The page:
‘We’ve been outplayed and outclassed’: Dean Elgar
COLOMBO (92 News) – Dean Elgar isn’t offering any excuses for his team’s poor batting in Sri Lanka, but does feel having won the toss in one of the two Tests might have made a difference.
South Africa scored 126 and 73 to go down by 278 runs in the first Test, and are now chasing 351 more runs for victory with five second-innings wickets in hand in the second after having rolled over for 124 in the first innings.
Spin has been South Africa’s undoing. They have had their own star in Keshav Maharaj, who picked up 12 wickets in the ongoing Test, but have struggled to figure out Dilruwan Perera, Rangana Herath and Akila Dananjaya.
Speaking at the end of the third day’s play, Elgar argued that the pitch South Africa played on in their tour game against Sri Lanka Board XI was nothing like the ones used for the Tests, adding, “I think a lot of things boil down to the conditions we have been playing under. I do find that the wickets (in the Tests) have been a lot more challenging for the batters.
“We’ve obviously had the tougher of the two kinds of conditions. It’s not an excuse, by no means. We’ve been outplayed and outclassed throughout the series, and I’ll be man enough to say that Sri Lanka have been better than us in this particular series.”
Sri Lanka won the toss in both games and gave themselves the best use of the tricky conditions by batting first.
“I don’t want to say the toss determines the series or the game, but I think it would have played quite a big role. If we’d managed to bat first in one of the Tests it would have been a different encounter,” said Elgar. “I think we would have had the best of the batting conditions. But that doesn’t rub out the fact we’ve let ourselves down with the bat.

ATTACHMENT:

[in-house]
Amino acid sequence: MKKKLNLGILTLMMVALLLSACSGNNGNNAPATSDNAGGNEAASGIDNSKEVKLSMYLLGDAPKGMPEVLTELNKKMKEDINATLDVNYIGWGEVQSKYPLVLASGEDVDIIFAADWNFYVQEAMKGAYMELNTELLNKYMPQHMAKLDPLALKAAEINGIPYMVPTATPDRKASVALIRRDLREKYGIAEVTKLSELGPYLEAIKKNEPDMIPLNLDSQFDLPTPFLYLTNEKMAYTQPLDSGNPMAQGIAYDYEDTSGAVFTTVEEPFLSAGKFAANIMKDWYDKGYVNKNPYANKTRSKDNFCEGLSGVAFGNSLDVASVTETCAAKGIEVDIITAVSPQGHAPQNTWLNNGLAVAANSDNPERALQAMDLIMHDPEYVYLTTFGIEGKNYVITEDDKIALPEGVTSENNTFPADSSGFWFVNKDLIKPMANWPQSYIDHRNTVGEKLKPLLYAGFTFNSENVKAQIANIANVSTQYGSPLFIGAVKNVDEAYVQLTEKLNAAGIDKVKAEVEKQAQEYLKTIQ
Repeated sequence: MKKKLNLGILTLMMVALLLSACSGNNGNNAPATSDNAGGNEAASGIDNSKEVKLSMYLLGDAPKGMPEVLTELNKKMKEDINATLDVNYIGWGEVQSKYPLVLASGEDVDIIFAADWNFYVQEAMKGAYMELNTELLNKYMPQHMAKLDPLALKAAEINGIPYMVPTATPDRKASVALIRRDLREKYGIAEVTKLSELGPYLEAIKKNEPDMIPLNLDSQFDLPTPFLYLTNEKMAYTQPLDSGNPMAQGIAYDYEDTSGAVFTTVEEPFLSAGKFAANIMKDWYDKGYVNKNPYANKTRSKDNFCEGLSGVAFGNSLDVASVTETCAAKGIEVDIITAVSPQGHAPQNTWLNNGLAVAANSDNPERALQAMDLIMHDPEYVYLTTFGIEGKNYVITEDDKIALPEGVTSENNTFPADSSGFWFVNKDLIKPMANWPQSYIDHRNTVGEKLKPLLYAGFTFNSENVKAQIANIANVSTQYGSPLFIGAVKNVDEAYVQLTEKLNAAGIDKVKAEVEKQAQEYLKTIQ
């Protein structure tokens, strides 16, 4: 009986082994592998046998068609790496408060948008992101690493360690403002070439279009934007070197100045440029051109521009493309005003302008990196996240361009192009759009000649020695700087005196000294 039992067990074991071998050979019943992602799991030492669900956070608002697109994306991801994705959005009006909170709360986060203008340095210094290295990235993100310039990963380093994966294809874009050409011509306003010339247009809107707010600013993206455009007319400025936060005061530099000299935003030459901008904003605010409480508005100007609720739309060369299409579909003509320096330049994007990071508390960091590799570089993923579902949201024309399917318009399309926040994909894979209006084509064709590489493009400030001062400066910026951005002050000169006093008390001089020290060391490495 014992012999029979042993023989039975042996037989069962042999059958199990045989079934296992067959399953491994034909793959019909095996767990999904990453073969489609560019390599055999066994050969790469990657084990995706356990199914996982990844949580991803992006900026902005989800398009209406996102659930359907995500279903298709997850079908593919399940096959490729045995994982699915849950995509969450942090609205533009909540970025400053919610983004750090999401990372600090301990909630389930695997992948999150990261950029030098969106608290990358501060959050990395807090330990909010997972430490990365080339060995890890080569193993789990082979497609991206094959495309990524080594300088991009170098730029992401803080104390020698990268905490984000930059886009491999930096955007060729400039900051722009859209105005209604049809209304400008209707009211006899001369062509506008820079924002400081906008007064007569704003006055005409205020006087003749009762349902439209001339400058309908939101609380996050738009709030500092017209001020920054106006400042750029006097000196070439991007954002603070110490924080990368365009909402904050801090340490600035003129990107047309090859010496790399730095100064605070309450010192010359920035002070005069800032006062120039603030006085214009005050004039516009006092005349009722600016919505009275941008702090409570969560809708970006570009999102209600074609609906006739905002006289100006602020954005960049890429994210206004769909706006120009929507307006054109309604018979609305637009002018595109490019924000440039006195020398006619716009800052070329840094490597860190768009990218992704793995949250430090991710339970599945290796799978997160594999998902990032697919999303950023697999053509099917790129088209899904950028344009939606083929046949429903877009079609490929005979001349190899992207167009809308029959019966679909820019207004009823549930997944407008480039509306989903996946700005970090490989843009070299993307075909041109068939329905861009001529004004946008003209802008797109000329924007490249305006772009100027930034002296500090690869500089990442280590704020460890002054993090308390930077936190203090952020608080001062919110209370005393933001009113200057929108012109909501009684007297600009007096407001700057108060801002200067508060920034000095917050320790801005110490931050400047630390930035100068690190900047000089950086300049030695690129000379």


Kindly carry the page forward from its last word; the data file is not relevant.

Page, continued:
“Within our group, we need to be very honest with each other. We, as the batters, have let ourselves down, and we’ll be the first critics to smash ourselves over the knuckles and say we weren’t good enough.”
The fourth day will start with the Sri Lankan spinners looking for five more wickets and South Africa hoping that Theunis de Bruyn and Temba Bavuma, the overnight batsmen, last long enough to give them a sighter of the target.
“If we manage to draw the game, or even close to that score, it’s a victory for us, in its own respect,” said Elgar with a laugh. “Going forward, it’s just take one ball at a time; that’s how we have tried to approach this innings, especially in the beginning. And we’ve found that with a partnership and a little bit of panic, the Sri Lankan bowlers do go a little bit defensive and as batters you can bat out there.
“But there’s the one ball that’s got your name on it, and you’ve got to try your utmost to keep that ball out and hopefully you have a lot of luck on your side, which we haven’t really had throughout the series, and wish for the best, I guess.”